President’s leadership being questioned by lawmakers and pundits

The executive branch is facing more criticism now that Luis Guillermo Solís has been in office for a year.

Opposition Lawmakers reviewed his state of the nation speech this week and concluded that the president has failed to carry out promises that he made to reduce unemployment and boost the economy.

Business leaders are saying the same thing, and one commercial news source, Central American Data, said that the inability of the Solis administration to chart a clear course for the country and the economy is worrying entrepreneurs whose economic prospects are deteriorating rapidly. It blamed notorious political inexperience.

The takeover of the legislature by an opposition coalition is not what Solís wanted. His administration is trying to pass a number of tax bills, and that was one of the reasons that a solid opposition front coalesced May 1. The current leadership vows that there will be no new taxes even as the government moves deeper and deeper into deficit.

The same votes that elected an opposition leadership can defeat any bill.

The legislative members of the Partido Liberación Nacional are among the most vocal.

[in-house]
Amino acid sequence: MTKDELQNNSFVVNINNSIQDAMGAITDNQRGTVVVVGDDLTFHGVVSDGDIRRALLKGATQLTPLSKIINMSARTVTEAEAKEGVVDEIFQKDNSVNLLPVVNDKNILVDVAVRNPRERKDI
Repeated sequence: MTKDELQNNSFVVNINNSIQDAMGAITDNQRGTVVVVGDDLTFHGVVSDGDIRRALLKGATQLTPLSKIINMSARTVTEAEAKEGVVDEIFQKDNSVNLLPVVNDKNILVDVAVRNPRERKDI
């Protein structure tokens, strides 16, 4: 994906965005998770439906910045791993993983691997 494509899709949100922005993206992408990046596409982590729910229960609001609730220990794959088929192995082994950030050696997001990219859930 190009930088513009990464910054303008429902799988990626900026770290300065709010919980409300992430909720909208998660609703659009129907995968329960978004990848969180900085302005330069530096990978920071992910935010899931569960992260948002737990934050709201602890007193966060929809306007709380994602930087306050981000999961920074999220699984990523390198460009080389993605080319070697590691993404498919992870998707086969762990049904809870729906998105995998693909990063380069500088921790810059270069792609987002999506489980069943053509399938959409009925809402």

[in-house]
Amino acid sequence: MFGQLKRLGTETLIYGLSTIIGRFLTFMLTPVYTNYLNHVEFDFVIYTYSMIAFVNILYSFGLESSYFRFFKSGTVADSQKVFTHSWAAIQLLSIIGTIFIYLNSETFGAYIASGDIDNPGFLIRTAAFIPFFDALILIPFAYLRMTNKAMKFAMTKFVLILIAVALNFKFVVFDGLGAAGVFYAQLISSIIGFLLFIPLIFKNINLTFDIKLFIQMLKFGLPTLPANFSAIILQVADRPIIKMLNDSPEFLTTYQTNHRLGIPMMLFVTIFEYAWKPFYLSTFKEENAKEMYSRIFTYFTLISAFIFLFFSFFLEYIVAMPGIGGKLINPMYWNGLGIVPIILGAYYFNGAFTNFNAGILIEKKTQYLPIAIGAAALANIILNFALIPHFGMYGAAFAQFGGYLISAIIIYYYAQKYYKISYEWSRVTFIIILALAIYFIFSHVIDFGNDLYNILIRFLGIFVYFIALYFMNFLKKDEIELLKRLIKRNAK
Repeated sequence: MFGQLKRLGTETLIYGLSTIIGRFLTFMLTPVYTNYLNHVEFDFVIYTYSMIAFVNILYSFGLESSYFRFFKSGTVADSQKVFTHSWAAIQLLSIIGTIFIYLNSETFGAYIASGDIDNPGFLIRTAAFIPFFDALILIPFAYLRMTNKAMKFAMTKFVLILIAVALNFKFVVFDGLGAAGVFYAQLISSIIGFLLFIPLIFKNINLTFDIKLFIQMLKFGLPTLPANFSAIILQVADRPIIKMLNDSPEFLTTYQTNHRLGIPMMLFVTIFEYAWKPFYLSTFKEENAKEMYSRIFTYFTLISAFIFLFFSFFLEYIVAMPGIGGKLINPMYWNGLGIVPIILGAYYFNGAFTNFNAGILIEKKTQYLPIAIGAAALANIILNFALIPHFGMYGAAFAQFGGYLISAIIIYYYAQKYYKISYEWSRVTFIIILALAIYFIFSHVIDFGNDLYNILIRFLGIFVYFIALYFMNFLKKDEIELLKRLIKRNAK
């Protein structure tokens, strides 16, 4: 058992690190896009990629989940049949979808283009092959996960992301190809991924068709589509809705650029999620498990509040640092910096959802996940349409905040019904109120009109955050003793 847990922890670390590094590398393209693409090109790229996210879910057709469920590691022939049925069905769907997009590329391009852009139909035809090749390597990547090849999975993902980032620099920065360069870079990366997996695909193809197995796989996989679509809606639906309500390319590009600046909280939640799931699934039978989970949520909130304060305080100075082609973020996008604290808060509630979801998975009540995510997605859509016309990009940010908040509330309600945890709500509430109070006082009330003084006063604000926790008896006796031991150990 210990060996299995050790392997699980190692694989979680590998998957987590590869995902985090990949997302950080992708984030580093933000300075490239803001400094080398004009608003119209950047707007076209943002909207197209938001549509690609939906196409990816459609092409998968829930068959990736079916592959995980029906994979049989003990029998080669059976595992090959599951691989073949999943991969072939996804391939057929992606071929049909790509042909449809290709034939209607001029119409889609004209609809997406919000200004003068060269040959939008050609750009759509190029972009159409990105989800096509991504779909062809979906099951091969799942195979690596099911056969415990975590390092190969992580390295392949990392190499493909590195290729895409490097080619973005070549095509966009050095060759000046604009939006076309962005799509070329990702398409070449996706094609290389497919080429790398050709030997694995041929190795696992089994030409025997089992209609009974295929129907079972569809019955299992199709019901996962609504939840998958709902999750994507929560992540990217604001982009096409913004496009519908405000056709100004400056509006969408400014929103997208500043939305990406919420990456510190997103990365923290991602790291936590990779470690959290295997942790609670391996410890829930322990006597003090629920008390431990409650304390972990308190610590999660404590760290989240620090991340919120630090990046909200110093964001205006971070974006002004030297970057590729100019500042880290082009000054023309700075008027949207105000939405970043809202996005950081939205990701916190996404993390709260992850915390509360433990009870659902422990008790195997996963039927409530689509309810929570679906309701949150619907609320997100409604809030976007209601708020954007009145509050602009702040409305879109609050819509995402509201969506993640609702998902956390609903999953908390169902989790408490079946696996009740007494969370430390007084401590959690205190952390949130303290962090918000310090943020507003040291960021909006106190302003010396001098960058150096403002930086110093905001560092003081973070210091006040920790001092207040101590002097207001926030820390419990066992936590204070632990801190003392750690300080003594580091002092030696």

Silvia Sánchez Venegas told her colleagues this week that Solís in his speech took credit for attracting 39 new firms to Costa Rica and that these generated 10,200 more jobs. However, the unemployment figure in December was 9.7 percent, one point higher than the same time in the previous year, said the lawmaker.

The lawmaker blamed a lack of clarity of a strategy of production.

Karla Prendas Matarrita of the same party said the president’s first year was a step backwards.

Many business operators have been waiting for the president’s tax package. The uncertainty among the business sector has been obvious for the last four months while the Ministerio de Hacienda issued drafts of  proposed tax legislation.

The uncertainty seems to reduce investments and hiring, business leaders have noted.

In addition, exporters have been facing an artificially low exchange rate between the colon and the U.S. dollar. Many exporters are paid in dollars but must pay their own bills in colons. The administration’s  plan appears to be to hold down the value of the dollar to encourage exports and to prevent an exchange rate spike that would affect repayment of the country’s growing debt.

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